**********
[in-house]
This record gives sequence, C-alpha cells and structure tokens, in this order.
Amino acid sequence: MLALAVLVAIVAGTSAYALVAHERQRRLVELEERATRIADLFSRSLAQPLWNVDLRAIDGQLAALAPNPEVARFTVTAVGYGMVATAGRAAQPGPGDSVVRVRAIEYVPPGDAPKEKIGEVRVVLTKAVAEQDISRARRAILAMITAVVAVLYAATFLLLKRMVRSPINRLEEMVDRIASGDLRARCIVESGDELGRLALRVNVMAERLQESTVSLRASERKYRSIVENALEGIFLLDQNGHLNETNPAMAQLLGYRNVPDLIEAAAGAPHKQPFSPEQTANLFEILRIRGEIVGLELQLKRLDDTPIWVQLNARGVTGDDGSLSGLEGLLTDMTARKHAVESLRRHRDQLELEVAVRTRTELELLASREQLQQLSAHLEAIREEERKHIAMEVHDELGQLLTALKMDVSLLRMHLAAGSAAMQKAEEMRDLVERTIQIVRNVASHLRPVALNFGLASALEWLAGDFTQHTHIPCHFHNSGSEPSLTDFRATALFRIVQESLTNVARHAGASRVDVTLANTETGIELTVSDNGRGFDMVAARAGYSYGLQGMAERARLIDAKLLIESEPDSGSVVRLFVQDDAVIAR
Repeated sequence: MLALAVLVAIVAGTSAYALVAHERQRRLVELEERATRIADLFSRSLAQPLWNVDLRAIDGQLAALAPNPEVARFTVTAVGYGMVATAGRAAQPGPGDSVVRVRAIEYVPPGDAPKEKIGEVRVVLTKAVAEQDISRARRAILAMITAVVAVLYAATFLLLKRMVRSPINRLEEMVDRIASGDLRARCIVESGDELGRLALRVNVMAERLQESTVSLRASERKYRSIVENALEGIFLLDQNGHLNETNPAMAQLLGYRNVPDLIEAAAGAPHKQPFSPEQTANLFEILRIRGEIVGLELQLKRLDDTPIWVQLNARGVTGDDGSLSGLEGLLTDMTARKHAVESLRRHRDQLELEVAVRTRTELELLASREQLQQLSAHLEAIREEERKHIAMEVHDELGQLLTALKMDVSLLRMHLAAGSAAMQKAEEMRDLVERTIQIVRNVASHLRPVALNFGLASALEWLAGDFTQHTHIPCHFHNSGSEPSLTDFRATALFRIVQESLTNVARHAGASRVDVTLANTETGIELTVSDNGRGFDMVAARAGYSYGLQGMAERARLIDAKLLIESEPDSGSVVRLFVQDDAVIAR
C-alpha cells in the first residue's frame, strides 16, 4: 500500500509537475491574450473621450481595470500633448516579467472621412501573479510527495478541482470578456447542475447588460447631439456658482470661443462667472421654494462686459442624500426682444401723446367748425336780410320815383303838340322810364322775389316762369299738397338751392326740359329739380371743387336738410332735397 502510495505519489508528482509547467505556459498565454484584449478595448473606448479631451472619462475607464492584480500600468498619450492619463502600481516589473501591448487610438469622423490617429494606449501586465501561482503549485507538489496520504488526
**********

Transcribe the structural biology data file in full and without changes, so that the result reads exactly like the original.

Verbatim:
[in-house]
This record gives sequence, C-alpha cells and structure tokens, in this order.
Amino acid sequence: MLALAVLVAIVAGTSAYALVAHERQRRLVELEERATRIADLFSRSLAQPLWNVDLRAIDGQLAALAPNPEVARFTVTAVGYGMVATAGRAAQPGPGDSVVRVRAIEYVPPGDAPKEKIGEVRVVLTKAVAEQDISRARRAILAMITAVVAVLYAATFLLLKRMVRSPINRLEEMVDRIASGDLRARCIVESGDELGRLALRVNVMAERLQESTVSLRASERKYRSIVENALEGIFLLDQNGHLNETNPAMAQLLGYRNVPDLIEAAAGAPHKQPFSPEQTANLFEILRIRGEIVGLELQLKRLDDTPIWVQLNARGVTGDDGSLSGLEGLLTDMTARKHAVESLRRHRDQLELEVAVRTRTELELLASREQLQQLSAHLEAIREEERKHIAMEVHDELGQLLTALKMDVSLLRMHLAAGSAAMQKAEEMRDLVERTIQIVRNVASHLRPVALNFGLASALEWLAGDFTQHTHIPCHFHNSGSEPSLTDFRATALFRIVQESLTNVARHAGASRVDVTLANTETGIELTVSDNGRGFDMVAARAGYSYGLQGMAERARLIDAKLLIESEPDSGSVVRLFVQDDAVIAR
Repeated sequence: MLALAVLVAIVAGTSAYALVAHERQRRLVELEERATRIADLFSRSLAQPLWNVDLRAIDGQLAALAPNPEVARFTVTAVGYGMVATAGRAAQPGPGDSVVRVRAIEYVPPGDAPKEKIGEVRVVLTKAVAEQDISRARRAILAMITAVVAVLYAATFLLLKRMVRSPINRLEEMVDRIASGDLRARCIVESGDELGRLALRVNVMAERLQESTVSLRASERKYRSIVENALEGIFLLDQNGHLNETNPAMAQLLGYRNVPDLIEAAAGAPHKQPFSPEQTANLFEILRIRGEIVGLELQLKRLDDTPIWVQLNARGVTGDDGSLSGLEGLLTDMTARKHAVESLRRHRDQLELEVAVRTRTELELLASREQLQQLSAHLEAIREEERKHIAMEVHDELGQLLTALKMDVSLLRMHLAAGSAAMQKAEEMRDLVERTIQIVRNVASHLRPVALNFGLASALEWLAGDFTQHTHIPCHFHNSGSEPSLTDFRATALFRIVQESLTNVARHAGASRVDVTLANTETGIELTVSDNGRGFDMVAARAGYSYGLQGMAERARLIDAKLLIESEPDSGSVVRLFVQDDAVIAR
C-alpha cells in the first residue's frame, strides 16, 4: 500500500509537475491574450473621450481595470500633448516579467472621412501573479510527495478541482470578456447542475447588460447631439456658482470661443462667472421654494462686459442624500426682444401723446367748425336780410320815383303838340322810364322775389316762369299738397338751392326740359329739380371743387336738410332735397 502510495505519489508528482509547467505556459498565454484584449478595448473606448479631451472619462475607464492584480500600468498619450492619463502600481516589473501591448487610438469622423490617429494606449501586465501561482503549485507538489496520504488526